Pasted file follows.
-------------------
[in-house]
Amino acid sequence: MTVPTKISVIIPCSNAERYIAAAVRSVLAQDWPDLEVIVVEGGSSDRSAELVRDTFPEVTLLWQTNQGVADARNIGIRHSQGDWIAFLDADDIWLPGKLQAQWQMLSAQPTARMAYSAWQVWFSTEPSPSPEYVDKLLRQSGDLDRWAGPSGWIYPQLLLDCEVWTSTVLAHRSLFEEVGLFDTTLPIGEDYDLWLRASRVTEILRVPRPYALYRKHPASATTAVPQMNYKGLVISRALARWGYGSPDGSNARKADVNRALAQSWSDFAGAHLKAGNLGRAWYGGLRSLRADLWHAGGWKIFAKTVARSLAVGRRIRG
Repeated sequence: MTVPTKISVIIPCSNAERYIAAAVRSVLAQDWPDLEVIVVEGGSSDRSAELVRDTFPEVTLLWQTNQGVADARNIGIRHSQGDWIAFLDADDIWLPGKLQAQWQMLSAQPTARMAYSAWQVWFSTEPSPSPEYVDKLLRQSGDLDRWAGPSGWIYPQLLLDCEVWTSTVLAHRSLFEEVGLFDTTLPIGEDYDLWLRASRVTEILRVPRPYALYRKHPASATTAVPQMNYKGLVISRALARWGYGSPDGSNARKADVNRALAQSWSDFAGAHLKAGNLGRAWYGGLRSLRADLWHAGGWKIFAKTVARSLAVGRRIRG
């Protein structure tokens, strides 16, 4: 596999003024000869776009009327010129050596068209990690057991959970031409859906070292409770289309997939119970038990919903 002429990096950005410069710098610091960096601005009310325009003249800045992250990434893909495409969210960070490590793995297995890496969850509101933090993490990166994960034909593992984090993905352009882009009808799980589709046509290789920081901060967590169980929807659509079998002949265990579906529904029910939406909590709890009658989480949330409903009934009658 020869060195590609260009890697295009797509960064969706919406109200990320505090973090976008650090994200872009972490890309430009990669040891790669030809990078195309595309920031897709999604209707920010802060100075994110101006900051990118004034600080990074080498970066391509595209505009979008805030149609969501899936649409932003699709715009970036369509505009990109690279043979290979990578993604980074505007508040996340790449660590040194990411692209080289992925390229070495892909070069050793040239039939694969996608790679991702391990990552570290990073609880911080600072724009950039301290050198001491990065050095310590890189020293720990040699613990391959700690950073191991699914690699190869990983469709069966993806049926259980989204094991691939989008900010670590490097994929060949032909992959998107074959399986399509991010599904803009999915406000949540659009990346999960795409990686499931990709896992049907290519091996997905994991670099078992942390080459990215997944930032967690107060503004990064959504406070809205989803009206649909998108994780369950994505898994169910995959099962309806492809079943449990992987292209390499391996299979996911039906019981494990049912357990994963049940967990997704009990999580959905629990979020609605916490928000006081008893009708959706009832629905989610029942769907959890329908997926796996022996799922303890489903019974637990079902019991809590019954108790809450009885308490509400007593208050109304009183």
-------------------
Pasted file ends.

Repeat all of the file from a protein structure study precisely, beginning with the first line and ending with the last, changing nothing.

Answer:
[in-house]
Amino acid sequence: MTVPTKISVIIPCSNAERYIAAAVRSVLAQDWPDLEVIVVEGGSSDRSAELVRDTFPEVTLLWQTNQGVADARNIGIRHSQGDWIAFLDADDIWLPGKLQAQWQMLSAQPTARMAYSAWQVWFSTEPSPSPEYVDKLLRQSGDLDRWAGPSGWIYPQLLLDCEVWTSTVLAHRSLFEEVGLFDTTLPIGEDYDLWLRASRVTEILRVPRPYALYRKHPASATTAVPQMNYKGLVISRALARWGYGSPDGSNARKADVNRALAQSWSDFAGAHLKAGNLGRAWYGGLRSLRADLWHAGGWKIFAKTVARSLAVGRRIRG
Repeated sequence: MTVPTKISVIIPCSNAERYIAAAVRSVLAQDWPDLEVIVVEGGSSDRSAELVRDTFPEVTLLWQTNQGVADARNIGIRHSQGDWIAFLDADDIWLPGKLQAQWQMLSAQPTARMAYSAWQVWFSTEPSPSPEYVDKLLRQSGDLDRWAGPSGWIYPQLLLDCEVWTSTVLAHRSLFEEVGLFDTTLPIGEDYDLWLRASRVTEILRVPRPYALYRKHPASATTAVPQMNYKGLVISRALARWGYGSPDGSNARKADVNRALAQSWSDFAGAHLKAGNLGRAWYGGLRSLRADLWHAGGWKIFAKTVARSLAVGRRIRG
């Protein structure tokens, strides 16, 4: 596999003024000869776009009327010129050596068209990690057991959970031409859906070292409770289309997939119970038990919903 002429990096950005410069710098610091960096601005009310325009003249800045992250990434893909495409969210960070490590793995297995890496969850509101933090993490990166994960034909593992984090993905352009882009009808799980589709046509290789920081901060967590169980929807659509079998002949265990579906529904029910939406909590709890009658989480949330409903009934009658 020869060195590609260009890697295009797509960064969706919406109200990320505090973090976008650090994200872009972490890309430009990669040891790669030809990078195309595309920031897709999604209707920010802060100075994110101006900051990118004034600080990074080498970066391509595209505009979008805030149609969501899936649409932003699709715009970036369509505009990109690279043979290979990578993604980074505007508040996340790449660590040194990411692209080289992925390229070495892909070069050793040239039939694969996608790679991702391990990552570290990073609880911080600072724009950039301290050198001491990065050095310590890189020293720990040699613990391959700690950073191991699914690699190869990983469709069966993806049926259980989204094991691939989008900010670590490097994929060949032909992959998107074959399986399509991010599904803009999915406000949540659009990346999960795409990686499931990709896992049907290519091996997905994991670099078992942390080459990215997944930032967690107060503004990064959504406070809205989803009206649909998108994780369950994505898994169910995959099962309806492809079943449990992987292209390499391996299979996911039906019981494990049912357990994963049940967990997704009990999580959905629990979020609605916490928000006081008893009708959706009832629905989610029942769907959890329908997926796996022996799922303890489903019974637990079902019991809590019954108790809450009885308490509400007593208050109304009183």